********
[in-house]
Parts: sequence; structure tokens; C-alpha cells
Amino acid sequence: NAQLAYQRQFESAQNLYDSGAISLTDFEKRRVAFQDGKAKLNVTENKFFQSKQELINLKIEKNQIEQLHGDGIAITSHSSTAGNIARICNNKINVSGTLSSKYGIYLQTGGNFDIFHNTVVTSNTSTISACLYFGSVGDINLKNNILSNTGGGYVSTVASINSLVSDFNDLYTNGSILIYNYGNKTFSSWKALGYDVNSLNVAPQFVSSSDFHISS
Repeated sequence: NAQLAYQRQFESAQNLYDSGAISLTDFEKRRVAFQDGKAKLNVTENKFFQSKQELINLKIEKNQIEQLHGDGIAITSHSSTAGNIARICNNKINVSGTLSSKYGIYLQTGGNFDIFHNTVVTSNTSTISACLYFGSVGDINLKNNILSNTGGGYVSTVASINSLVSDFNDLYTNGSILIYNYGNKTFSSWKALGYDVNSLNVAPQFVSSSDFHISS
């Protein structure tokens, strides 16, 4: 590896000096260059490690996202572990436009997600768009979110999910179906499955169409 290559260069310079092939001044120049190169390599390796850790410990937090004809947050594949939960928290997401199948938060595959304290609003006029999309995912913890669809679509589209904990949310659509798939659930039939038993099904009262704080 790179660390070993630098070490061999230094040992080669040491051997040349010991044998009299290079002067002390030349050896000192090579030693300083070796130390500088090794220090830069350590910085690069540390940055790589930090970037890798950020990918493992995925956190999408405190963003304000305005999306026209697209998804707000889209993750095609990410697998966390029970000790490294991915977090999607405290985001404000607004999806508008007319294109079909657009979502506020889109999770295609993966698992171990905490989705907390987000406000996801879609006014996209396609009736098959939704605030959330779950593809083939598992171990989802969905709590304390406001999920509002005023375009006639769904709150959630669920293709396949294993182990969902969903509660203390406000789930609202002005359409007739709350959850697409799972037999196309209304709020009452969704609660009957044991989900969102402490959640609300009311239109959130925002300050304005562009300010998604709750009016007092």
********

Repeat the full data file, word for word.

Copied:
[in-house]
Parts: sequence; structure tokens; C-alpha cells
Amino acid sequence: NAQLAYQRQFESAQNLYDSGAISLTDFEKRRVAFQDGKAKLNVTENKFFQSKQELINLKIEKNQIEQLHGDGIAITSHSSTAGNIARICNNKINVSGTLSSKYGIYLQTGGNFDIFHNTVVTSNTSTISACLYFGSVGDINLKNNILSNTGGGYVSTVASINSLVSDFNDLYTNGSILIYNYGNKTFSSWKALGYDVNSLNVAPQFVSSSDFHISS
Repeated sequence: NAQLAYQRQFESAQNLYDSGAISLTDFEKRRVAFQDGKAKLNVTENKFFQSKQELINLKIEKNQIEQLHGDGIAITSHSSTAGNIARICNNKINVSGTLSSKYGIYLQTGGNFDIFHNTVVTSNTSTISACLYFGSVGDINLKNNILSNTGGGYVSTVASINSLVSDFNDLYTNGSILIYNYGNKTFSSWKALGYDVNSLNVAPQFVSSSDFHISS
């Protein structure tokens, strides 16, 4: 590896000096260059490690996202572990436009997600768009979110999910179906499955169409 290559260069310079092939001044120049190169390599390796850790410990937090004809947050594949939960928290997401199948938060595959304290609003006029999309995912913890669809679509589209904990949310659509798939659930039939038993099904009262704080 790179660390070993630098070490061999230094040992080669040491051997040349010991044998009299290079002067002390030349050896000192090579030693300083070796130390500088090794220090830069350590910085690069540390940055790589930090970037890798950020990918493992995925956190999408405190963003304000305005999306026209697209998804707000889209993750095609990410697998966390029970000790490294991915977090999607405290985001404000607004999806508008007319294109079909657009979502506020889109999770295609993966698992171990905490989705907390987000406000996801879609006014996209396609009736098959939704605030959330779950593809083939598992171990989802969905709590304390406001999920509002005023375009006639769904709150959630669920293709396949294993182990969902969903509660203390406000789930609202002005359409007739709350959850697409799972037999196309209304709020009452969704609660009957044991989900969102402490959640609300009311239109959130925002300050304005562009300010998604709750009016007092």